Profits (and perils) abroad
by ROBERT DeWITT
Atari products to and service are available in many, but not all, parts of the world. The job of organizing and administering Atari's international efforts belongs to Atari Products International, a Sunnyvale, Calif., -based division of Atari, Inc.
The president of Atari Products International, Anton "Tony" Bruehl, has been with Atari since 1979. He was formerly a vice president of one of the Burlington Industries' international divisions. American born, he was schooled in Switzerland and speaks both French and English.
Other Atari Interational executives include Steve Henick, VP of Sales for Asia and the Pacific area; Jack Beuttell, VP of Sales for Africa, the Americas, the Middle East and Europe; Chris Derring, VP for Marketing and Product Management; and Dumas Simeus, VP for International Business Development. Steve Race, Director of International Marketing, provided much of the information in this article.
SALES & MANUFACTURING
These executives oversee all sales that are made through independant distributers abroad. In addition, Atari operates whooly-owned subsidiaries in the United Kingdom, Germany, France, Italy, the Benelux countries, the Carribbean, Hong Kong and Japan. Sales outside the U.S. account for about 20% of Atari's total business.
All manufacturing of Atari computers currently takes place in Hong KOng, where the joint-venture firm of Atari-Wong produces the 600XL and 800XL models. The government of Hong Kong has specified the Atari as the approved computer for use in public schools. Unfortunately, similar governmental guidelines in many other countries require schools to use locally produced computers, thus excluding Ataricomputers from a number of educational markets.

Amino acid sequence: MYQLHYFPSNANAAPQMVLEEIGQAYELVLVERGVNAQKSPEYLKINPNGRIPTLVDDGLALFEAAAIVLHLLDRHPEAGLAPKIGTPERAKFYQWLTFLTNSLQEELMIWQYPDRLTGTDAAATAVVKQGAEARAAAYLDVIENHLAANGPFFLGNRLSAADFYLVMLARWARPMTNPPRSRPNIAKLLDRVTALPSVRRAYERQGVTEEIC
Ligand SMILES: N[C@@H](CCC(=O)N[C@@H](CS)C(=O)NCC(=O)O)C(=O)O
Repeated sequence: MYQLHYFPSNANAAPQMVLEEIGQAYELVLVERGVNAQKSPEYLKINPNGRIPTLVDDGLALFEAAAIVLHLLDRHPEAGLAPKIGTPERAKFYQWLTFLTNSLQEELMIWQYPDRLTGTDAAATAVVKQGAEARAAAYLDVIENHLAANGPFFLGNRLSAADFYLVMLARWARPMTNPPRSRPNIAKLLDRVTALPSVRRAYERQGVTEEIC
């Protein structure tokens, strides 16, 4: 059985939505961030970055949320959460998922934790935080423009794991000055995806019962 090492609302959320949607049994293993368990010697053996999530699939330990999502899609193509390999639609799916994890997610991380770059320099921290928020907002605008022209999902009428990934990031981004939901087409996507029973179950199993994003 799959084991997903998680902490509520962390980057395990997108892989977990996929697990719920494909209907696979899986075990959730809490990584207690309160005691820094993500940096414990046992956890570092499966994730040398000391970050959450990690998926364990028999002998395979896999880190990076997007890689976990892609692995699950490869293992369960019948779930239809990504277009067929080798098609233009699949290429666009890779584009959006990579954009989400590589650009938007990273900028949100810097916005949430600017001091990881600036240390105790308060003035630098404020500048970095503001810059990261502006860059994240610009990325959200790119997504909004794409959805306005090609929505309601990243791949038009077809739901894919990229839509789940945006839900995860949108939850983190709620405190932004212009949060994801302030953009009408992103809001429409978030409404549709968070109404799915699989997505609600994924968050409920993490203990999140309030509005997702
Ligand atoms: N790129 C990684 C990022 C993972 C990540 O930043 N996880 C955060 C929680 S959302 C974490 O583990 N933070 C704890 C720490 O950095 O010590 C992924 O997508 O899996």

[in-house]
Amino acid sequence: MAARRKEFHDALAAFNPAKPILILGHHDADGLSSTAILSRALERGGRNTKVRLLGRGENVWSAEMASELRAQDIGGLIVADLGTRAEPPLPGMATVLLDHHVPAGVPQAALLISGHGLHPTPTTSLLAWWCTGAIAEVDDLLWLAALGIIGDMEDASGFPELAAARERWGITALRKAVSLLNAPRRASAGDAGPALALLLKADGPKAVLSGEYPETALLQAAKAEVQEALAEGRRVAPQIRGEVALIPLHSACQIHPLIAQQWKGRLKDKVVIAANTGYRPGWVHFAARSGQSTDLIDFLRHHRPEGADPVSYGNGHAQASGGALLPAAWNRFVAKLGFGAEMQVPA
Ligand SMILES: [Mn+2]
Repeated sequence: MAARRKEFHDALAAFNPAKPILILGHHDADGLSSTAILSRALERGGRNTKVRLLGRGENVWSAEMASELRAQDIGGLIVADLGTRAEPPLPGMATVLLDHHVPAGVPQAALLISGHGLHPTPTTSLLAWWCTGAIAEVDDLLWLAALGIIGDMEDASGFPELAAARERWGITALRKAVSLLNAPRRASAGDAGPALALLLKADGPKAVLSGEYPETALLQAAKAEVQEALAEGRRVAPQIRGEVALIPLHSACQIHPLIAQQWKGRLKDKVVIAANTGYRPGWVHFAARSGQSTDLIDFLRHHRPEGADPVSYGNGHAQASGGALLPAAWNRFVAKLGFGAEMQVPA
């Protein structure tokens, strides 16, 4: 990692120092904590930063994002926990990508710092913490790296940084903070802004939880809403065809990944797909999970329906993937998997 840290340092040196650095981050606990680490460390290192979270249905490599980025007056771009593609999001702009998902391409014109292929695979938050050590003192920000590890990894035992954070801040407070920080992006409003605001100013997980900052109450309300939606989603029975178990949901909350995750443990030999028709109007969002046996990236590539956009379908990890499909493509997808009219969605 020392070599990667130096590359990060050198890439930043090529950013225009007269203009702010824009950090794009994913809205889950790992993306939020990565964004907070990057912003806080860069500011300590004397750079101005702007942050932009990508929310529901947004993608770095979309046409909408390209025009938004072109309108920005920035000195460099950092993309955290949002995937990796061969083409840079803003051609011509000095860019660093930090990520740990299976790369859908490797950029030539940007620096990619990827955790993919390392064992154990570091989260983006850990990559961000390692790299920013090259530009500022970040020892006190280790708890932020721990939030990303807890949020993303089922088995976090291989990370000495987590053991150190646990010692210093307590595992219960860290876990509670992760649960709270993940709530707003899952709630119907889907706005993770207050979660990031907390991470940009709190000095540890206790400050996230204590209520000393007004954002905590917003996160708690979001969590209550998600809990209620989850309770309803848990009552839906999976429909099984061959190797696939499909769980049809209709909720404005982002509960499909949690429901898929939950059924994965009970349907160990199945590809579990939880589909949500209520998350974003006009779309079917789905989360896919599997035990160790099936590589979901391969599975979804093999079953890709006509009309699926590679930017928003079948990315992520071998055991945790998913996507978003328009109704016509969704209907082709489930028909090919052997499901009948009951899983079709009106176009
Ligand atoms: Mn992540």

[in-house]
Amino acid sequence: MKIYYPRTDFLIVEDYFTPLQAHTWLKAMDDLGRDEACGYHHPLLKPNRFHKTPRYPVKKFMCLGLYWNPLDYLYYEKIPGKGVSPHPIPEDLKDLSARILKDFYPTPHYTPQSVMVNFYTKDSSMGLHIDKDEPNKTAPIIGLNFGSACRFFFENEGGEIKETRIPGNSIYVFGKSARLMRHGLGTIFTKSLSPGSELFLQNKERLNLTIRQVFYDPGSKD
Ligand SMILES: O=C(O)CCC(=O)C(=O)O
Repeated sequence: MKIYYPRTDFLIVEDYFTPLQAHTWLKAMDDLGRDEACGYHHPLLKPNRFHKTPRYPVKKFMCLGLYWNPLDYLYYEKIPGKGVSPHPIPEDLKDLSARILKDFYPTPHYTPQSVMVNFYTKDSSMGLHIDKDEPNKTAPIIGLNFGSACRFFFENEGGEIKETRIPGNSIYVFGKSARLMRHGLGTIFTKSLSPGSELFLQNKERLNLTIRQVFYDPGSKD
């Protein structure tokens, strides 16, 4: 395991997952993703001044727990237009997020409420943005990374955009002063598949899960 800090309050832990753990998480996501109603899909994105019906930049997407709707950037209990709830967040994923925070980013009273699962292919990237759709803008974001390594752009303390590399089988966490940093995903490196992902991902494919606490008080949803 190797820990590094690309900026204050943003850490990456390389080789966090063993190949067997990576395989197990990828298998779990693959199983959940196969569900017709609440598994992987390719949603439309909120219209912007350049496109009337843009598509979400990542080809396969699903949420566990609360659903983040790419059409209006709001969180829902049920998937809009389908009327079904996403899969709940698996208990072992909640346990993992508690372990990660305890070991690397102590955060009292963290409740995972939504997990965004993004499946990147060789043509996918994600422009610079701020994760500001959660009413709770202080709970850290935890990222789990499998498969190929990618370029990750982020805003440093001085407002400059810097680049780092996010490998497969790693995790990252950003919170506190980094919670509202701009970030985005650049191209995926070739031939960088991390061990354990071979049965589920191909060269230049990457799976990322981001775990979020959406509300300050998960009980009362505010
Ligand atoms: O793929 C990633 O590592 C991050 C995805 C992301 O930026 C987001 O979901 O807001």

Atari cartridges are made in Puerto Rico, and Atari Coin-OP units are assembled in Ireland.
Atari computers and software currently are available through distributors in Argintina, Australia, Austria, Bahrain, Canada, Chile, Columbia, Denmark, Greece, Guam, Indonesia, Israel, Jordon, Kuwait, Lebanon, Malaysia, New Zealand, Panama, the Philippines, Singapore, South Africa, Spain, Sweden, Switzerland, Taiwan, Thailand, and the United Arab Emirates.
Surprisingly, Atari game machines are sold in eight countries where Atari computers are not as yet available: Brazil, Cyprus, Finland, Ireland, Norway, Saudi Arabia, Oman, and Qatar. Several of these nations, as well as some countries not mentioned in this article, are expected to open their markets to Atari computers this year. ANTIC estimates that there are currently about 150,000 Atari computers in use outside the United States.
Different television standards in different parts of the world are the main obstacle to the international distribution of Atari products. The U.S., Canada and a few other countries use the National Television Systems Committee (NTSC) scheme, which is geared to the use of 6OHz of electricity and 525 horizontal scan lines. In Europe, two Systems have emerged. One, called SECAM (Sequential with Memory), is the standard in France, while PAL (Phase Alternate by Line) is standard in Germany, England and many other countries. Both SECAM and PAL use 50 Hz of electricity and 625 scan lines. Complicating matters, all three standards use different systems for coding the red, green and blue color components of a TV picture.